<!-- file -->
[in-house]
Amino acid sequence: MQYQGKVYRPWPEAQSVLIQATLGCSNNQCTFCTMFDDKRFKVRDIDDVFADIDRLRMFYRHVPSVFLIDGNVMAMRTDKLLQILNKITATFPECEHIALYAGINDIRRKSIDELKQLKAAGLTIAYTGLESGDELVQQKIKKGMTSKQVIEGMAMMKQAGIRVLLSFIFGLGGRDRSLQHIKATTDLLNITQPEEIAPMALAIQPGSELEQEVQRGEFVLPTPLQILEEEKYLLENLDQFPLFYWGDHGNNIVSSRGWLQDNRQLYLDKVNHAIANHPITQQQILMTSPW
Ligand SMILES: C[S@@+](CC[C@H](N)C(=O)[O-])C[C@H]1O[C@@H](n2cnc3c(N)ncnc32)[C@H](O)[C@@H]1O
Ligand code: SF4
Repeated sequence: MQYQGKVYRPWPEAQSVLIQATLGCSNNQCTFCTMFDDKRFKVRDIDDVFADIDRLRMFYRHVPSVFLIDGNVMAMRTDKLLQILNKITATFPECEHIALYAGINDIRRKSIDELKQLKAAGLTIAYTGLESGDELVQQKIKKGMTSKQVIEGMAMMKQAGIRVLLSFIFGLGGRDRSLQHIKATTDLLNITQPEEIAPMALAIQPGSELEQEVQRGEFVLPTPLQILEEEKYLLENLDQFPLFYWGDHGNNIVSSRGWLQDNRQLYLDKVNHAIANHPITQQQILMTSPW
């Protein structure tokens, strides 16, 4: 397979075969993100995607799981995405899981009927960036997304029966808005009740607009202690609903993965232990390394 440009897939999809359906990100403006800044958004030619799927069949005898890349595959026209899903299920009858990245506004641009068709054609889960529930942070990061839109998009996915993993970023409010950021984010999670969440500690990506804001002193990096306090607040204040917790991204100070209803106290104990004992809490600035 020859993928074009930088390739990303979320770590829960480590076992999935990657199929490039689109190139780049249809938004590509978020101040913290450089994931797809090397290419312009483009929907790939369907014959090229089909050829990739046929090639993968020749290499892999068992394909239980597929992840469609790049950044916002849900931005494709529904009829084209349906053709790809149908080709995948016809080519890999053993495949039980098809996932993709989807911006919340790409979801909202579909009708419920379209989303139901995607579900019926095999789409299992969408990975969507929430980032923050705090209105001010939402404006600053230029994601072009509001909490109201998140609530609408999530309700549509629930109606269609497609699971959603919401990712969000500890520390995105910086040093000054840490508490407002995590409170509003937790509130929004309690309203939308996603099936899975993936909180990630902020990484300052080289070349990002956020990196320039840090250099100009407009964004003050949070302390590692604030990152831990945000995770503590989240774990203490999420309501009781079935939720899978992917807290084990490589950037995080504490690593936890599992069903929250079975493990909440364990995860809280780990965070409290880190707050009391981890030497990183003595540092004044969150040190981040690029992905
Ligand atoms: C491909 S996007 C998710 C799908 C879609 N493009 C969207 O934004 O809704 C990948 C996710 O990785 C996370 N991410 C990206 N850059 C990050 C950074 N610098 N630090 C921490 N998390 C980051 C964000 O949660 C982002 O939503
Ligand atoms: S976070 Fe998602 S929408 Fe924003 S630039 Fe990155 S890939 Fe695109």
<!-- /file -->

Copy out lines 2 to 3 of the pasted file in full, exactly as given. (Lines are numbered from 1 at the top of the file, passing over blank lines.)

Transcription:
Amino acid sequence: MQYQGKVYRPWPEAQSVLIQATLGCSNNQCTFCTMFDDKRFKVRDIDDVFADIDRLRMFYRHVPSVFLIDGNVMAMRTDKLLQILNKITATFPECEHIALYAGINDIRRKSIDELKQLKAAGLTIAYTGLESGDELVQQKIKKGMTSKQVIEGMAMMKQAGIRVLLSFIFGLGGRDRSLQHIKATTDLLNITQPEEIAPMALAIQPGSELEQEVQRGEFVLPTPLQILEEEKYLLENLDQFPLFYWGDHGNNIVSSRGWLQDNRQLYLDKVNHAIANHPITQQQILMTSPW
Ligand SMILES: C[S@@+](CC[C@H](N)C(=O)[O-])C[C@H]1O[C@@H](n2cnc3c(N)ncnc32)[C@H](O)[C@@H]1O